The Domestic Violence and Sexual Assault Data Resource Center provides information on how data are collected and used in the states. Funded by the Bureau of Justice Statistics, the purpose of the Center is to provide information to researchers, practitioners and members of the public interested in finding, using, or understanding domestic and sexual violence and stalking data. Please note that JRSA does not collect data, but is a resource for assisting you to find the information that you need.


AHIMSA project (Plymouth)

Calvin Bell is a Director of AHIMSA in Plymouth. Ahimsa is a domestic violence project that grew out of Plymouth’s cutting-edge Everyman Project – giving the staff an experience base of more than 12 years in this field, and in this district. ‘Ahimsa’ refers to the Hindu ethic of non-violence – the concern to explore ‘’non-injury’ as a way of achieving harmony on many levels: with the environment; and between peoples; as well as compassion within the self.


Ahimsa is a ‘new breed’ of domestic violence projects (others include ‘A Man’s Place’ in New Zealand and the Men’s Resource Centre in Lismore, Australia) that offer more than simple ‘correctional’ programmes for perpetrators of domestic violence and abuse. Not only are their programmes long-term (often more than a year), they also provide ongoing support, advice and guidance to victims and survivors. This strategy not only facilitates transformation, but also enables the project to evaluate its impact on the perpetrators effectively. Ahimsa also carries out ‘risk assessments’ in contact cases, and provides domestic violence awareness training for professionals.

In accordance with its name, Ahimsa seeks change in more than physically violent behaviours: the concern is for the perpetrators to give up any and all the tactics they use to intimidate their partner or ex-partner in order to control their behaviour. These can include sexual, emotional, verbal and psychological intimidation and stalking, as well as monopolising airtime, being the centre of attention, having the last word, being able to determine how the family income is spent.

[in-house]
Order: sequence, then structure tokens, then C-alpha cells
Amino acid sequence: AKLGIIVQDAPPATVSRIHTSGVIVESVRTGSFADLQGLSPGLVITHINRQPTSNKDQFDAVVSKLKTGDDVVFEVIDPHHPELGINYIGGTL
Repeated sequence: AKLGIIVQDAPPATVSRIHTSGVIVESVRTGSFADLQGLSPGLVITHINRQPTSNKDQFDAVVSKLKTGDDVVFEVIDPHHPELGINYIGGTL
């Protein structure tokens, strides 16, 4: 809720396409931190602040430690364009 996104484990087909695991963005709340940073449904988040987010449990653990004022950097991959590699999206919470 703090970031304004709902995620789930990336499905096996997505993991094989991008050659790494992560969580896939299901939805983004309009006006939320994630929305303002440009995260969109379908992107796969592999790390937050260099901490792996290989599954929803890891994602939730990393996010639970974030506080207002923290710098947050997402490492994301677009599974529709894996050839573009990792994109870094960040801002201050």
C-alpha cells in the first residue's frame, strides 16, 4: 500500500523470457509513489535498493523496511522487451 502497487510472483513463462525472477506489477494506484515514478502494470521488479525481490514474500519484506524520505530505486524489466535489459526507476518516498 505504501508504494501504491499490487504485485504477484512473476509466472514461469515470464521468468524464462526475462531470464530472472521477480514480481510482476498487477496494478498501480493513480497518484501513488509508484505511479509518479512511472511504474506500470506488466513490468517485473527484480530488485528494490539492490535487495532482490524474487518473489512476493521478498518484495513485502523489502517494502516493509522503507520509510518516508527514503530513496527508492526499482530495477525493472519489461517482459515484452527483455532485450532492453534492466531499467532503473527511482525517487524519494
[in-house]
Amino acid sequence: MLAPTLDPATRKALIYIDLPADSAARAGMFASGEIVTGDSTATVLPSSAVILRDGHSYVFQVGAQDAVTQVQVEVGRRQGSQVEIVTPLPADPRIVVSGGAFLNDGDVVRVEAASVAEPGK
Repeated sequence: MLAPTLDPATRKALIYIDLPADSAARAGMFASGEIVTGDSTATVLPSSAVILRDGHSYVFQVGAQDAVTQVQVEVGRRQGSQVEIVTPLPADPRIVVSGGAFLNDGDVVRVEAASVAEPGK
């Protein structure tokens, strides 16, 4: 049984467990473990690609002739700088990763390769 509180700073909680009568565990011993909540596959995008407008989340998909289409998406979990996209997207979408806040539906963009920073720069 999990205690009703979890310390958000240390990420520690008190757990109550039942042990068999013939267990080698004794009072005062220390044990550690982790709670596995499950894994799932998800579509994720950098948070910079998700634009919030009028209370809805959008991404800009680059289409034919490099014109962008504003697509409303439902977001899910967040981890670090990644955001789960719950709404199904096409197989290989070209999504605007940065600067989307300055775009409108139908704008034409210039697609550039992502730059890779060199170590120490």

Ahimsa, like the other new-breed projects, has found physical violence can be relatively easy to eliminate, at least in the short-term. ‘Most practitioners would say that’ says Bell, and Stuart Anderson of the Men’s Resource Centre agrees: ‘a lot of the guys give up on that the minute they walk through the door’. ‘Most of these men are deeply ashamed of their violence’ explains Bell ‘it doesn’t accord with their notions of ‘good masculinity’. It’s the other behaviours that prove much more difficult to eliminate: they’re personality-based.’

What’s the link with fatherhood? ‘Men’s fatherhood can be one of the most powerful motivators for change’ says Bell. ‘A lot of the men can’t empathise with their partners, but they can empathise with their children, and are deeply appalled when they come to recognise the impact their behaviour is having on them’. Anderson also finds this: ‘Some of the most painful, the most profound moments are in the group sessions where we explore the impact of conflict and violence on children’. Ahimsa has noted that all the men who complete their programme are active fathers, or have an interest in being active fathers. From next year the organisation will be offering services only to men who are fathers, while at the same time building partnerships with other agencies in Plymouth that can offer high vigilance supervised contact.

AHIMSA has also developed positive approaches to working with men who are victims of violence.

AHIMSA can be contacted on 01752 213535 or (


Ahimsa is a Sanskrit term which translates roughly into non-injury to living beings or dynamic harmlessness.